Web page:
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Worming Your Puppy

Worming Your Puppy

What Are Worms?

Worms are a very common parasite in dogs and tend to live in their intestines and respiratory systems. They are one of the most frequent causes of serious illness in puppies, so it’s essential that you treat your puppy for worms as soon as you bring them home. Familiarising yourself with the symptoms and establishing a puppy worming schedule is important if you want to protect your dog from these parasites.

How Often Should I Worm My Puppy?

Puppies are more vulnerable to worms than what adult dogs would be due to their young immune systems. They may even be born with worms developing in their immune system. This is why it is important to make sure your puppy is dewormed early in their life, most likely at 2, 4, 6, 8 and 12 weeks of age.

If you got your puppy from a trustworthy and reputable breeder or rescue centre then they should be already free from worms as they’ll have been wormed before you took them home. Always ensure any paperwork you received from the breeder or rescue centre is kept safe so you can easily keep track of your puppy’s worming schedule.

Once they reach 12 weeks, continue to give your puppy worming treatments every three months for the rest of his life to ensure he stays healthy and comfortable.

In addition to their regular deworming schedule, you can help prevent your pet from becoming infected by always picking up their poop, thoroughly washing your hands after handling them and ensuring they are free from fleas, as fleas can pass tapeworms to your dog.

young puppy getting a flea and tick dose to prevent worms

Symptoms of Worms

Your puppy may not show any obvious signs or symptoms of having worms despite being infected, so sticking to a regular worming treatment is important.

Symptoms include:

  • Vomiting
  • Diarrhoea
  • Weight loss
  • Itching around the anus
  • Blood in faeces
  • Worms in faeces

If you notice any of these symptoms, collect recent stool samples and book an appointment with your vet to help diagnose the problem. If your puppy has worms, your vet will be able discuss treatment options with you and decide the best course of action.

Types of Worms

 Worm Description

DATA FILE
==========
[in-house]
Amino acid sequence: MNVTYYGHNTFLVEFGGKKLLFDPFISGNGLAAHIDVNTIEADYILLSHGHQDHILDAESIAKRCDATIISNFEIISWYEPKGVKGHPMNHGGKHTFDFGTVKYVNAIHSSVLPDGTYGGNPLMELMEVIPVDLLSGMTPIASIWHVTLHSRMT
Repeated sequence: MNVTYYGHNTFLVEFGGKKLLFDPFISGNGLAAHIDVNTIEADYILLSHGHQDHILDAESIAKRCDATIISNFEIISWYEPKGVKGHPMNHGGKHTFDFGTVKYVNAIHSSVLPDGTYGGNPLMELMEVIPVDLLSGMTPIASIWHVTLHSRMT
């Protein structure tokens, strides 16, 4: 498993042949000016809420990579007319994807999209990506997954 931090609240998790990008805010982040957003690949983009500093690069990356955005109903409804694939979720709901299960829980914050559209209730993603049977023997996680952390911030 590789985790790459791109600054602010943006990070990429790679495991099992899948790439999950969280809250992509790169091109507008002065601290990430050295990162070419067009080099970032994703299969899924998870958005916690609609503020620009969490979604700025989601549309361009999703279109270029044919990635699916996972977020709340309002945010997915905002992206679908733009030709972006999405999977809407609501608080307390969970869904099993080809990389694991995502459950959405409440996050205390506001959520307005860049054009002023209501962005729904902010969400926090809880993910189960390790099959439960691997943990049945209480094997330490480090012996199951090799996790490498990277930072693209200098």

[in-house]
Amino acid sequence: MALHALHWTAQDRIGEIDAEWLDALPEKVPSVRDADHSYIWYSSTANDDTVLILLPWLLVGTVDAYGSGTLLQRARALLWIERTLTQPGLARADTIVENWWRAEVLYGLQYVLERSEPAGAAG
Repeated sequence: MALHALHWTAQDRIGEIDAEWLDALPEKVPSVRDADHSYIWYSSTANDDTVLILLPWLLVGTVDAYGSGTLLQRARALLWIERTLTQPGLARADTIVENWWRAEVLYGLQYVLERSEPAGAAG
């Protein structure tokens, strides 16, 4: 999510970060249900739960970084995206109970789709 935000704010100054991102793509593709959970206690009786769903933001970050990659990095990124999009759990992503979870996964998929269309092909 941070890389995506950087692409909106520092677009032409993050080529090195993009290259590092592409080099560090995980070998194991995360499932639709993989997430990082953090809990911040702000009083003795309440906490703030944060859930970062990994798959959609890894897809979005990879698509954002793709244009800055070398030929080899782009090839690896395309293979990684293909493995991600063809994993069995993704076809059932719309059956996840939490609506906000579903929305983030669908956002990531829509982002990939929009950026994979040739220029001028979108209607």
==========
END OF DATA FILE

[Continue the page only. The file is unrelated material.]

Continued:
Roundworm Contracted through infected dirt or poop, they are spaghetti-like intestinal parasites and can lead to irritation and diarrhoea. They can cause a pot-bellied appearance.
 Tapeworm Another type of intestinal worm, a tapeworm can be passed to your dog via fleas. There are no apparent symptoms, but you may spot small, rice-like segments around their anus or in their stool. You may also notice your puppy eating more but not gaining any weight.
 Lungworm Lungworms live in a dog’s respiratory system. Your dog can get lungworm if they come into contact with an infected snail or slug.
 Hookworm, whipworm and heartworm Although these worms are uncommon in the Ireland and the UK, always be vigilant when travelling abroad with your dog, as they can have fatal consequences.

Flea and Worm Treatments

Preventative treatment is recommended for all dogs; and a regular dosage of worming tablets is advised. Veterinary treatment may be required if your dog becomes infected.

Always deworm your puppy frequently to maintain their health and wellbeing. It is important that you read the label of any puppy wormers, as different products may be required against different types of worms.

Troscan complete wormer for large dogs is effective against roundworm, tapeworms and hookworms. All you have to do is mix this to your pet’s food every 3 to 6 months to ensure they stay protected from worms.

ZANTEL Cat & Dog Wormer Tablets treat roundworms, hookworms, tapeworms and whipworms, and is suitable for both dogs and cats. Can be given with or without food.

FLEATIX Medium Dog 3 Pack provides three month’s flea and tick protection for your medium sized dog. This Spot-on solution will treat and prevent fleas and ticks in dogs. As fleas can act as a host for worms such as tapeworms or roundworms, it is imperative to make sure your dog is protected from these too.

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